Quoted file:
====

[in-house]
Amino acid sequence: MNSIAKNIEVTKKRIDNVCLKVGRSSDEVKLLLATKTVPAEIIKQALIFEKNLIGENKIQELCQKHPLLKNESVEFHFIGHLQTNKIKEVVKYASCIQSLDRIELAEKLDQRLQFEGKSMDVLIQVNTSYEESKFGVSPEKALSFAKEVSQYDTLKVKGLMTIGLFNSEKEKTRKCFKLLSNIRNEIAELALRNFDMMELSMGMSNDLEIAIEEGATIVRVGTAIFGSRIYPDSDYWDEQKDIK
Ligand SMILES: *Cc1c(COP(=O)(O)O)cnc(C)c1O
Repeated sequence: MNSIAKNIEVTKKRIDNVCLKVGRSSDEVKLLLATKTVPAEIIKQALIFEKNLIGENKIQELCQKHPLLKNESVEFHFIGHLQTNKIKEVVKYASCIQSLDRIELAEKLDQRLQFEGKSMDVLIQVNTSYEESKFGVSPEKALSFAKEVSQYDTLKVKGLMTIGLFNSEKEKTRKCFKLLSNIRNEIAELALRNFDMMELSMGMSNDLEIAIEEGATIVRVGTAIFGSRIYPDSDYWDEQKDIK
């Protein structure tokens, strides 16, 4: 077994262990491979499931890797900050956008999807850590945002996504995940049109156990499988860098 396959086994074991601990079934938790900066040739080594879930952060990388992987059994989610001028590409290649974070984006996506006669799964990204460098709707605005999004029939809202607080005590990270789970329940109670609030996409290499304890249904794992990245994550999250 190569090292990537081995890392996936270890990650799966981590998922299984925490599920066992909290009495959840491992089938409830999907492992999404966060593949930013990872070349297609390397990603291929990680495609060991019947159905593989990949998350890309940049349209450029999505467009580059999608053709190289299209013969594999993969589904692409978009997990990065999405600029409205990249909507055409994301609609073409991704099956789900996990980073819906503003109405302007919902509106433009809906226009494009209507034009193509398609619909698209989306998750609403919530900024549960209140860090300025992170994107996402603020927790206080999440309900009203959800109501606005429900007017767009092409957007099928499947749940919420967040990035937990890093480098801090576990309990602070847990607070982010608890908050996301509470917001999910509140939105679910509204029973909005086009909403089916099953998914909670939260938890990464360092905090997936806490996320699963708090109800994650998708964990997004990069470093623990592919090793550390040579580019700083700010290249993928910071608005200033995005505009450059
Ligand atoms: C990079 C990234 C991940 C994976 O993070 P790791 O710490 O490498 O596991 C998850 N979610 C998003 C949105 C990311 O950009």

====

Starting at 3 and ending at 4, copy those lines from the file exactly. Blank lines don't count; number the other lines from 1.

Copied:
Ligand SMILES: *Cc1c(COP(=O)(O)O)cnc(C)c1O
Repeated sequence: MNSIAKNIEVTKKRIDNVCLKVGRSSDEVKLLLATKTVPAEIIKQALIFEKNLIGENKIQELCQKHPLLKNESVEFHFIGHLQTNKIKEVVKYASCIQSLDRIELAEKLDQRLQFEGKSMDVLIQVNTSYEESKFGVSPEKALSFAKEVSQYDTLKVKGLMTIGLFNSEKEKTRKCFKLLSNIRNEIAELALRNFDMMELSMGMSNDLEIAIEEGATIVRVGTAIFGSRIYPDSDYWDEQKDIK